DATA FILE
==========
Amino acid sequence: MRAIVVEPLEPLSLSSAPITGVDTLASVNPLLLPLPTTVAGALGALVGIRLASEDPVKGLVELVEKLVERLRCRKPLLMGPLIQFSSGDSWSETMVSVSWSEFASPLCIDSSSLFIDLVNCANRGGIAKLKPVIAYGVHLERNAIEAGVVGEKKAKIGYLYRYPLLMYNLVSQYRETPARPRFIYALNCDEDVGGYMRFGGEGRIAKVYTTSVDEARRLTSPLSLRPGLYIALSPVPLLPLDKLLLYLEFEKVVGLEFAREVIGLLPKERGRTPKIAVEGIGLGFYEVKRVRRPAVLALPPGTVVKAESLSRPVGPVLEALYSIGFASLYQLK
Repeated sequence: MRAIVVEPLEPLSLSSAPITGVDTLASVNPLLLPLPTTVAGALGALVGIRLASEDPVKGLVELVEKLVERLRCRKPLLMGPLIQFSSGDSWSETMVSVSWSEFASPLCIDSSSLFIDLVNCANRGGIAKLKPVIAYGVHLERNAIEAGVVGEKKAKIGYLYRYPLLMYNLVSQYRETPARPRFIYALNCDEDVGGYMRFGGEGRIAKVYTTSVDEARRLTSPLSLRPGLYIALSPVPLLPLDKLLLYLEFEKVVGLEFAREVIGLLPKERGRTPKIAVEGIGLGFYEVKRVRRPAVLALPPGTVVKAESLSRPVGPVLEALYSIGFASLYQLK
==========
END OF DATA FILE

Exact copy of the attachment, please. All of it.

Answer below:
Amino acid sequence: MRAIVVEPLEPLSLSSAPITGVDTLASVNPLLLPLPTTVAGALGALVGIRLASEDPVKGLVELVEKLVERLRCRKPLLMGPLIQFSSGDSWSETMVSVSWSEFASPLCIDSSSLFIDLVNCANRGGIAKLKPVIAYGVHLERNAIEAGVVGEKKAKIGYLYRYPLLMYNLVSQYRETPARPRFIYALNCDEDVGGYMRFGGEGRIAKVYTTSVDEARRLTSPLSLRPGLYIALSPVPLLPLDKLLLYLEFEKVVGLEFAREVIGLLPKERGRTPKIAVEGIGLGFYEVKRVRRPAVLALPPGTVVKAESLSRPVGPVLEALYSIGFASLYQLK
Repeated sequence: MRAIVVEPLEPLSLSSAPITGVDTLASVNPLLLPLPTTVAGALGALVGIRLASEDPVKGLVELVEKLVERLRCRKPLLMGPLIQFSSGDSWSETMVSVSWSEFASPLCIDSSSLFIDLVNCANRGGIAKLKPVIAYGVHLERNAIEAGVVGEKKAKIGYLYRYPLLMYNLVSQYRETPARPRFIYALNCDEDVGGYMRFGGEGRIAKVYTTSVDEARRLTSPLSLRPGLYIALSPVPLLPLDKLLLYLEFEKVVGLEFAREVIGLLPKERGRTPKIAVEGIGLGFYEVKRVRRPAVLALPPGTVVKAESLSRPVGPVLEALYSIGFASLYQLK